DE AAR SOLAR POWER DONATES VEHICLE TO FAS COMMUNITY CENTRE
De Aar Solar Power delivered a sponsored vehicle donated to the Foundation for Alcohol Related Research (FARR) this morning, during the official re-opening of the FARR/Joan Wertheim Centre in De Aar. The refurbishment of this centre was also funded by the Solar Plant, who announced their support of FARR towards the end of last year.
“It is our hope that the vehicle will help the Centre and their staff support the community of De Aar, who rely on their dedication and work against Fetal Alcohol Syndrome. This community centre, has an important role to play by offering its clients and the wider community a valued service and support, by providing sustenance to a community in need,” said Marion Green-Thompson, Economic Development Manager for De Aar Solar Power.
Clients, parents, funders, members of the community and Departmental Officials attended the opening. The Centre is a hub for experts, community workers and everyday South Africans who are determined to improve the lives of those affected by FAS, their families and caregivers. They are involved in training, education, research, prevention, support and management projects across South Africa.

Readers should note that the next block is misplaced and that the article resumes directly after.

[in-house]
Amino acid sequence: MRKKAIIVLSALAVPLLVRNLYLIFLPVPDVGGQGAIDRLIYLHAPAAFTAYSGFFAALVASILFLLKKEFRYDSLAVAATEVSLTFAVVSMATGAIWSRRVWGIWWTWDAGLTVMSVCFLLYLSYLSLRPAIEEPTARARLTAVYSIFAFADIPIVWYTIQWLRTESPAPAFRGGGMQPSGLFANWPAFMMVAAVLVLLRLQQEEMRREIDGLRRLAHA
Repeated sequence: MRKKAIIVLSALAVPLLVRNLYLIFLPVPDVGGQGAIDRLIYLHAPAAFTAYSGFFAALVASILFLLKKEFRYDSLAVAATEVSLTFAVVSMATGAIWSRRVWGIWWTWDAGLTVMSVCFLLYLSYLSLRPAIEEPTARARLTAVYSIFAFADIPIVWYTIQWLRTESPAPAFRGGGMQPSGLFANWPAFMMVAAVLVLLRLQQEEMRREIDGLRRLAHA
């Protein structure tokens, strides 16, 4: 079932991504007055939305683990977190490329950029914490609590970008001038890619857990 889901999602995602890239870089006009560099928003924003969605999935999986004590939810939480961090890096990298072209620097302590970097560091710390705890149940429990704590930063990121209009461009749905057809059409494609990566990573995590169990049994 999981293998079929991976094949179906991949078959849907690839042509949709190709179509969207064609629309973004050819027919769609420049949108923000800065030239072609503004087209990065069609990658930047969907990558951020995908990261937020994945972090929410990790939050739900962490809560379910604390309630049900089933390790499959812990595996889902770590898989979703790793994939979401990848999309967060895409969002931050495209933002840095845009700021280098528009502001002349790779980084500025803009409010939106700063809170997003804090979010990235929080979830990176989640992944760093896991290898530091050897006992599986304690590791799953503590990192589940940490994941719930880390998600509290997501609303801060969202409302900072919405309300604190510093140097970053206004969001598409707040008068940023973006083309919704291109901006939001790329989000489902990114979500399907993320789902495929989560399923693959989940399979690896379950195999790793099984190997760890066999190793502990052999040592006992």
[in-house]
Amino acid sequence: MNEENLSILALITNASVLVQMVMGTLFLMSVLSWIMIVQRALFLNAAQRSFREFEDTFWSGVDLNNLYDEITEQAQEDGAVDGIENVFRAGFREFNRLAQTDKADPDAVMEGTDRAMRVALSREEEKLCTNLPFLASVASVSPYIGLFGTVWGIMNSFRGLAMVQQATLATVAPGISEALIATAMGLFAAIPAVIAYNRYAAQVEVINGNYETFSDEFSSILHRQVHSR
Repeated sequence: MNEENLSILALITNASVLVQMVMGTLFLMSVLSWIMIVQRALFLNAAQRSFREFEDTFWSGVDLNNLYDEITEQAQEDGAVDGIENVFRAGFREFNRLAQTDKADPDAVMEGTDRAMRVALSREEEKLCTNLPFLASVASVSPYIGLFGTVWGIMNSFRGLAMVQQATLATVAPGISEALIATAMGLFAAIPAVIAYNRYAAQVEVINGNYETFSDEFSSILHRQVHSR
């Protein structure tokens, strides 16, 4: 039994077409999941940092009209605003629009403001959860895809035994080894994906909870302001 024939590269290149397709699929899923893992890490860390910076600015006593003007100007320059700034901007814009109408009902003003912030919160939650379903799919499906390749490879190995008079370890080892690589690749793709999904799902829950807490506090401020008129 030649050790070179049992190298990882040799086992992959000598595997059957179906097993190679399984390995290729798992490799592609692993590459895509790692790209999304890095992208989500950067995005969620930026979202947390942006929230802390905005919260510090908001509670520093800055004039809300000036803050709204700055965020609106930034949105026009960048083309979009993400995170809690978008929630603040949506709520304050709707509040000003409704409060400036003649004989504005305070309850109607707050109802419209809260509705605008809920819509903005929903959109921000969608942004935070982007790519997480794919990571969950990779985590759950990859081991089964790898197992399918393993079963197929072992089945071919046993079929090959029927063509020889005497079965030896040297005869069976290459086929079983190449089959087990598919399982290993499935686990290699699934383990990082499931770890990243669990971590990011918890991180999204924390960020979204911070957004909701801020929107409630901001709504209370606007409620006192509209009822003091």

Fetal Alcohol Syndrome is the most common preventable form of mental disability in the world and is estimated to affect three million children in South Africa, with a significant percentage from the communities in and around De Aar.
FARR is a leading NGO source of research and information on Fetal Alcohol Spectrum Disorders (FASD) and the most severe form of this disorder, namely Fetal Alcohol Syndrome (FAS) in South Africa. The organisation is dedicated to building positive futures in South African communities by significantly reducing birth defects and mental disabilities caused by alcohol consumption during pregnancy.
“Our community at large understands that FAS is more common than Down Syndrome, Spina Bifida and Autism combined and that the damage to the unborn child is permanent and cannot be reversed,” concluded Green-Thompson.